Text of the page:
Skip to main content


On A Prodigious Philanthropist’s Ghastly Second Death  
after Bernie Taupin

Goodbye your shiny tracksuits,
though I never saw one unzipped.
They had the grace to hide your bits;
while those around you fawned;
made you Knight Bachelor -
for charitable services. Then had
your granite headstone
goodness gracious dismantled
and sent to landfill
near Skipton.

And it seems to me you lived
your life as it happens
giving love to children,
you picked up in various hospitals,
in the back of your silver Rolls Royce.
Never knowing when Mary Whitehouse
might give you an award
for services to family friendly TV,
and you’d be forced
to wind the window down
to accept it. And I would
have liked to know you
but I was just a kid.
Your cigar burnt out long before
I ever got to smoke it.

Their jealousy towards you odious.
Not everyone can be a crony of
both Margaret Thatcher and
Cardinal Basil Hume.
The University of Leeds gave you
how’s about that, then an honorary
doctorate of law. And pain
was the price they paid.
Even when you died, pundits
whispered behind fists,
when the microphone was safely off,
that Jimmy was found now then, now then
with his mitts up a girl’s dress.

Goodbye England’s shiny tracksuit,
though I never got to look inside you,
from the boy watching
Top of The Pops, Christmas 1976,
who sees you as something more than sexual
more than just our Sir James Wilson Vincent Savile,
Order of the British Empire.

And it seems to me you lived
your life as it happens fixing children,
you got from various hospitals,
in the back of your silver Rolls.
Never knowing when Tony
Blair might invite you to dine at Chequers.
I would have liked to know
you but guys and gals I was just a kid.
And pain was the price they paid.


Kevin Higgins facilitates poetry workshops at Galway Arts Centre and teaches creative writing at Galway Technical Institute. He is also Writer-in-Residence at Merlin Park Hospital and the poetry critic of the Galway Advertiser. His first collection of poems The Boy With No Face was published by Salmon in February 2005 and was short-listed for the 2006 Strong Award. His second collection, Time Gentlemen, Please, was published in March 2008 by Salmon.  The Ghost In The Lobby is Kevin’s fourth collection of poetry will be launched early Spring 2014.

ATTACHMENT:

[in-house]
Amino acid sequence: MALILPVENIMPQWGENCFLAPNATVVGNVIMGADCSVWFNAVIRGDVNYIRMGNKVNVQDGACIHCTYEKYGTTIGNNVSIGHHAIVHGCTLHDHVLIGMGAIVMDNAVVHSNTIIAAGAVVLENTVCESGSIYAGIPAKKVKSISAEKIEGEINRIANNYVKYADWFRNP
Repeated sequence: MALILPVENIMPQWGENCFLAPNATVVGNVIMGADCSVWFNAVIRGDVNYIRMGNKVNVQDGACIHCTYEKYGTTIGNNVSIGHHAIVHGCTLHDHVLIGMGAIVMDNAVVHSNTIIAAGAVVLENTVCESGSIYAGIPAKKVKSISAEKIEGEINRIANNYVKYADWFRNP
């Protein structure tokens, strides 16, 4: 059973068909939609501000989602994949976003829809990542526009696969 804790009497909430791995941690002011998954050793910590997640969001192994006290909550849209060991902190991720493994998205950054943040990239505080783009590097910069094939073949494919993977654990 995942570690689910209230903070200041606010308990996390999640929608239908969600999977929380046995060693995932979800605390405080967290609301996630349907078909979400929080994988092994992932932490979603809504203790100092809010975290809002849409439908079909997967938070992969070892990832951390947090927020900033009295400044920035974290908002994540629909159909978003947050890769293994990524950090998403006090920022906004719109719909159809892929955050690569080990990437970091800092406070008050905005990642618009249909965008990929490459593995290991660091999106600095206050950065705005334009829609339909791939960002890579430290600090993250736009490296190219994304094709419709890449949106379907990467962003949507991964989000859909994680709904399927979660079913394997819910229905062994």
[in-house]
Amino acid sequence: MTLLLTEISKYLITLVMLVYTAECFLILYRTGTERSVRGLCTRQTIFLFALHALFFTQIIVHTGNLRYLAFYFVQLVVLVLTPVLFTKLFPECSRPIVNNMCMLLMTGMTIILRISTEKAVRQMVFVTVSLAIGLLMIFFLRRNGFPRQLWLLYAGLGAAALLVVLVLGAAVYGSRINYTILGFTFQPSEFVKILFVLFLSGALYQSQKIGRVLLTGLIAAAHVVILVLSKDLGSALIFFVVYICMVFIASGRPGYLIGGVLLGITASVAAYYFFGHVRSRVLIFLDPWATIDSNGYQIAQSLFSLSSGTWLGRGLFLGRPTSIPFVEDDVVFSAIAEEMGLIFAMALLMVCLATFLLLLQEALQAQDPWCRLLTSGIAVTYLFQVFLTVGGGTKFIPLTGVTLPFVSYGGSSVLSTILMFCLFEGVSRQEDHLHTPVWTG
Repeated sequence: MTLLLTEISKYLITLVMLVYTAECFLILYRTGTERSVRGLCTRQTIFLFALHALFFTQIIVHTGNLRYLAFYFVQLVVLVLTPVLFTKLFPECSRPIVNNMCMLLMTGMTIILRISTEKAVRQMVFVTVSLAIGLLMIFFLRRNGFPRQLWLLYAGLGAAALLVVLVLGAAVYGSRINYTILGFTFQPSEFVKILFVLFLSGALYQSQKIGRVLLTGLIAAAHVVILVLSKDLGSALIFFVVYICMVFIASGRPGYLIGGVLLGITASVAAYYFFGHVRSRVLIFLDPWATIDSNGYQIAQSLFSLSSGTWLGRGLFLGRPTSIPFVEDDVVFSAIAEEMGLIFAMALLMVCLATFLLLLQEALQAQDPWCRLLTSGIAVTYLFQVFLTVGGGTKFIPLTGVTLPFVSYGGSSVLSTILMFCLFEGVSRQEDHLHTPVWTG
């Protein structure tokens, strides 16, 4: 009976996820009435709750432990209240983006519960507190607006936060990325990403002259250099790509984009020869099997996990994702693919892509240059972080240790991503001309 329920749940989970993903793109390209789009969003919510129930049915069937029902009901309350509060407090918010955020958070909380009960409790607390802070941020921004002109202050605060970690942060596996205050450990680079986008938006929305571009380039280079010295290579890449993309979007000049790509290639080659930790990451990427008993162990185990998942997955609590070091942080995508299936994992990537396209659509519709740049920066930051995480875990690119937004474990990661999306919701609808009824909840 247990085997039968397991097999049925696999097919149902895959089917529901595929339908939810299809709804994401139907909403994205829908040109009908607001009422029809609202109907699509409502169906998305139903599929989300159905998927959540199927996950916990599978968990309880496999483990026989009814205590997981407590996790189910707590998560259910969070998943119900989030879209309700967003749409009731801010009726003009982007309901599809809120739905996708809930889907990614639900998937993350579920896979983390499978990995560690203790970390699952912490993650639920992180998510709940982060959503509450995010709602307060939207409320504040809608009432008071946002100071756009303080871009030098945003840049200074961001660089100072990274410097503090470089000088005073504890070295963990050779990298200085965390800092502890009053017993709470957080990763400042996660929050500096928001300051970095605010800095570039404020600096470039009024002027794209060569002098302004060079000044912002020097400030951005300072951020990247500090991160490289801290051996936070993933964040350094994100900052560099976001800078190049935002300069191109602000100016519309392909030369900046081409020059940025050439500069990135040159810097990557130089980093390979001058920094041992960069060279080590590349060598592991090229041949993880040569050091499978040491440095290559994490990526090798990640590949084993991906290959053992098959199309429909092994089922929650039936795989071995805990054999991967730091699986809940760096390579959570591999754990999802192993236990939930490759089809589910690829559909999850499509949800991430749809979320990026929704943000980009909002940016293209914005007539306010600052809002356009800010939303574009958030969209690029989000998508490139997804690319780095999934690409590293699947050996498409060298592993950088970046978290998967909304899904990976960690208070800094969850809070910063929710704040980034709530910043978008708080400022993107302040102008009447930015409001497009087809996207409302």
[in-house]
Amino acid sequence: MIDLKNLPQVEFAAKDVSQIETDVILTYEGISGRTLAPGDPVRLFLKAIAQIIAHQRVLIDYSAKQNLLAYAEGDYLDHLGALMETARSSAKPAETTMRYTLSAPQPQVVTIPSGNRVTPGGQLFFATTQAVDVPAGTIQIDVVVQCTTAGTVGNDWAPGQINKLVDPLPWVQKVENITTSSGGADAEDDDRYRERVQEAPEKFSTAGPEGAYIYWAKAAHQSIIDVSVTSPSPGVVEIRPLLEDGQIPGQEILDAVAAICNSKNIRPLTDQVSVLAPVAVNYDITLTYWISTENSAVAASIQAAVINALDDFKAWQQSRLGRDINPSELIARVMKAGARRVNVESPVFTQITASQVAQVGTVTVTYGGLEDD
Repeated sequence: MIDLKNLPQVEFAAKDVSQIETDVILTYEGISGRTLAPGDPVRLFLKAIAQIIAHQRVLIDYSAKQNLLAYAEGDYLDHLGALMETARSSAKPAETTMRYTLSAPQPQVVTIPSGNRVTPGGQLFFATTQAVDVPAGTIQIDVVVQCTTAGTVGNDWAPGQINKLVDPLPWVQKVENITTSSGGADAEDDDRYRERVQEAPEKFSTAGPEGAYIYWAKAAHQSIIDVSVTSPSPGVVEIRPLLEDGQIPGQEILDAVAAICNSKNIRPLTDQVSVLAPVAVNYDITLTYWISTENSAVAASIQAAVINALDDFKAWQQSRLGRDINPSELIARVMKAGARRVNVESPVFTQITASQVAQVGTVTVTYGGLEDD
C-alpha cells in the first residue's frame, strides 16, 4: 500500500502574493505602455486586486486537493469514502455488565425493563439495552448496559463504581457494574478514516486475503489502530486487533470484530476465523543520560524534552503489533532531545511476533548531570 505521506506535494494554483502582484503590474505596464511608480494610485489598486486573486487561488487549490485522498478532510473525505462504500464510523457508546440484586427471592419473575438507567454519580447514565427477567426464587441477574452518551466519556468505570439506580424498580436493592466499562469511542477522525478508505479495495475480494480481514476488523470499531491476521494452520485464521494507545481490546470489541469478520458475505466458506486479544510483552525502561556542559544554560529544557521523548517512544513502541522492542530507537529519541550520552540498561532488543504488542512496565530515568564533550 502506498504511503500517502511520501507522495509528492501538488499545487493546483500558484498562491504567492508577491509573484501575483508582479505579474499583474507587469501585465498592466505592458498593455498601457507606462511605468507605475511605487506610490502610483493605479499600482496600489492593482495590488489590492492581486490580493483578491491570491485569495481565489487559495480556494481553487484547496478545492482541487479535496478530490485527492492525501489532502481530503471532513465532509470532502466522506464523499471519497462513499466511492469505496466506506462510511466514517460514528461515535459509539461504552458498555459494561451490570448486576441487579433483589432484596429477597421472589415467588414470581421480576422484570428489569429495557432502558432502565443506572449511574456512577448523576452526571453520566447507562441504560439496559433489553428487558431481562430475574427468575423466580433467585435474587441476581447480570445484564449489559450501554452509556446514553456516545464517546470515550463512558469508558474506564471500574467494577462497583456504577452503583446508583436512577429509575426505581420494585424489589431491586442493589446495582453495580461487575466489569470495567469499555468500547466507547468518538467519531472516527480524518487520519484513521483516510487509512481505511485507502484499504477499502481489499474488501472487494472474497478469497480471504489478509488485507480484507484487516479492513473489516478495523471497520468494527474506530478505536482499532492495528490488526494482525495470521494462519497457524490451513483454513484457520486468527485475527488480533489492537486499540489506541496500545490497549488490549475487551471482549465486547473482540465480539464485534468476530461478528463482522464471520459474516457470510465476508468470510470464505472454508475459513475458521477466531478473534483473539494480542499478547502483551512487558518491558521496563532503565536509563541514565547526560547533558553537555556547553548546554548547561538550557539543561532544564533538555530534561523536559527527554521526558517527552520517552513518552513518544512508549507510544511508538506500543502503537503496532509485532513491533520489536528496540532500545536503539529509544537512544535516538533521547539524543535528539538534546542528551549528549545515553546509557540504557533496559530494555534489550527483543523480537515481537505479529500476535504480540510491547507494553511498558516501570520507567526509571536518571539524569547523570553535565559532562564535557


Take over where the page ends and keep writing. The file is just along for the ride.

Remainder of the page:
Popular posts from this blog

Review of the new Simple Minds album - Walk Between Worlds

Taste is a matter of opinion - or so goes one opinion. Aesthetics, a branch of pistols at dawn, is unlikely to become unruffled and resolved any time soon, and meantime it is possible to argue, in this post-post-modern age, an age of voter rage, that political opinion trumps taste anyway. We like what we say is art. And what we say is art is what likes us.

Simple Minds - the Scottish band founded around 1977 with the pale faces and beautiful cheekbones, and perfect indie hair cuts - comes from a time before that - from a Glasgow of poverty and working-class socialism, and religiosity, in a pre-Internet time when the heights of modernity were signalled by Kraftwerk, large synthesisers, and dancing like Bowie at 3 am in a Berlin club.

To say that early Simple Minds was mannered is like accusing Joyce of being experimental. Doh. The band sought to merge the icy innovations of German music with British and American pioneers of glam and proto-punk, like Iggy Pop; their heroes were contrived,…


Wheeler Light for 'Life Jacket'.

The runner-up is: Daniel Duffy - 'President Returns To New York For Brief First Visit'

Wheeler Light currently lives in Boulder, Colorado.

Life Jacket

summer camp shirtsI couldn’t fit in then
are half my size nowI wanted to wear
smaller and smallerarticles of clothing
I shrunk to the sizethat disappeared

of an afterthoughtin a sinking ship body
too buoyant to sinktoo waterlogged for land
I becamea dot of sand


Dr Bruce Meyer, a significant Canadian poet and writer, will be the final judge for this year's Beverly Prize For International Writing - the impressive super shortlist of 18 international poets and writers is announced below.
Any original unpublished manuscript, in English, by anyone living anywhere in the world, writing in any genre or on any topic, prose, non-fiction or poetry (even drama) is eligible, making it arguably the world's most eclectic "broad church" literary scouting prize. Last year's debut winner was Sohini Basak (her book is being launched in Bloomsbury July 5th, 2018).

The rules of the prize stipulate that any author chosen for the shortlist agrees to accept publication with Eyewear if judged to be the final winner; and may not be entered into other competitions at this final stage of adjudication.
Bruce Meyer is author of more than 60 books of poetry, short fiction, non-fiction, literary journalism, and portraiture. He was winner of the Gwendolyn…